Review: ‘Four Immigrants’ in Palo Alto a powerful slice of Americana

The United States is at its heart a patchwork of immigrant families, some recent arrivals and others less so. The new musical that TheatreWorks Silicon Valley is premiering at Palo Alto’s Lucie Stern Theatre, “The Four Immigrants: An American Musical Manga,” is a quintessential American story. It’s also a slice of Bay Area history, taking place in and around San Francisco from 1904 through 1924.

Written and composed by Bay Area playwright Min Kahng, “The Four Immigrants” is based on a very early graphic novel created in 1931 by artist Henry Yoshitaka Kiyama, detailing his misadventures with three other young Japanese men he befriended while immigrating to America.

Charlie (irrepressibly enthusiastic Hansel Tan), a self-styled forward thinker who can’t wait to leave the old country and old ways behind and become the American he already is inside. Fred (Sean Fenton, bullheadedly impatient) just wants to make some money to buy a farm, though he also fancies himself a ladies’ man.

Frank (Phil Wong, humorously slow on the uptake) is indecisive and easily dissuaded, so much so that he keeps his big dream to himself. As the point-of-view character, Henry (low-key, amiable James Seol) is the most subdued of the lot, a quiet dreamer who focuses on his art and doesn’t seem to have much of a personal life, or at least not one he talks about.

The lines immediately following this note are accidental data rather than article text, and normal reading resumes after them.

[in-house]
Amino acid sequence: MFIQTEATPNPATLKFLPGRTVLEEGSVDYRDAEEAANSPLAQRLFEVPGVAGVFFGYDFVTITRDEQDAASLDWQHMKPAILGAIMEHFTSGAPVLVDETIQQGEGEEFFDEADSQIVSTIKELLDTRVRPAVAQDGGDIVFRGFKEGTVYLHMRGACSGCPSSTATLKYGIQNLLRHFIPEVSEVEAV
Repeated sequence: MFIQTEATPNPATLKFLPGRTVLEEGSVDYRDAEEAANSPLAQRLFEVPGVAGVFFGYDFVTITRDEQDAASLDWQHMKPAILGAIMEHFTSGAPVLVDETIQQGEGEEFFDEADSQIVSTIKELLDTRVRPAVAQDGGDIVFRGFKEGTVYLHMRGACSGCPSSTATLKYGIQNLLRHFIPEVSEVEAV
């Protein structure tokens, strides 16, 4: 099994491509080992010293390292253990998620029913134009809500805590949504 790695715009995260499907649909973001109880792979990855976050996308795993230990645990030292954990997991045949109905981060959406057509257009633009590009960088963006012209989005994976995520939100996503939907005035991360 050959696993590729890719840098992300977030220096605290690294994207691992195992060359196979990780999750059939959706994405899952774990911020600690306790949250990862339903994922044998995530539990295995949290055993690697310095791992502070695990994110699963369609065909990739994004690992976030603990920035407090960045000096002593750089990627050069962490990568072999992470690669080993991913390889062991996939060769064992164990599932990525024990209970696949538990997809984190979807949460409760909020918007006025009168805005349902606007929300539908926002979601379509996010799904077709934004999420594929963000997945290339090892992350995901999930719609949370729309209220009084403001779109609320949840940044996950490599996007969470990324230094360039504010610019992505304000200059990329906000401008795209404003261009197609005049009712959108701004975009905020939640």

The story is about their dreams and adventures, but also all the obstacles thrown in their way— laws created specifically to prevent Asian immigrants from buying land or becoming citizens, and chilling encounters with people who just don’t want them there.

Developed in the company’s 2016 New Works Festival, “The Four Immigrants” is given a lively, fanciful world premiere staging by TheatreWorks associate artistic director Leslie Martinson. The projected backgrounds by Katherine Freer have a colorful painted quality like illustrations in a children’s storybook, and any details on the moving walls of Andrew Boyce’s set are line drawings.

Played by a small orchestra under the direction of William Liberatore, Kahng’s catchy songs combine plenty of period touches of vaudeville and ragtime with more modern musical theater styles. Vaudeville also informs the playful performance style from time to time, but not to the point of making it shticky.

Pretty much everyone the four immigrants meet is played by a quartet of women, both individually and as a chorus. The men occasionally also double as other characters, most notably Fenton as Charlie’s disapproving

Source:: East Bay – Entertainment

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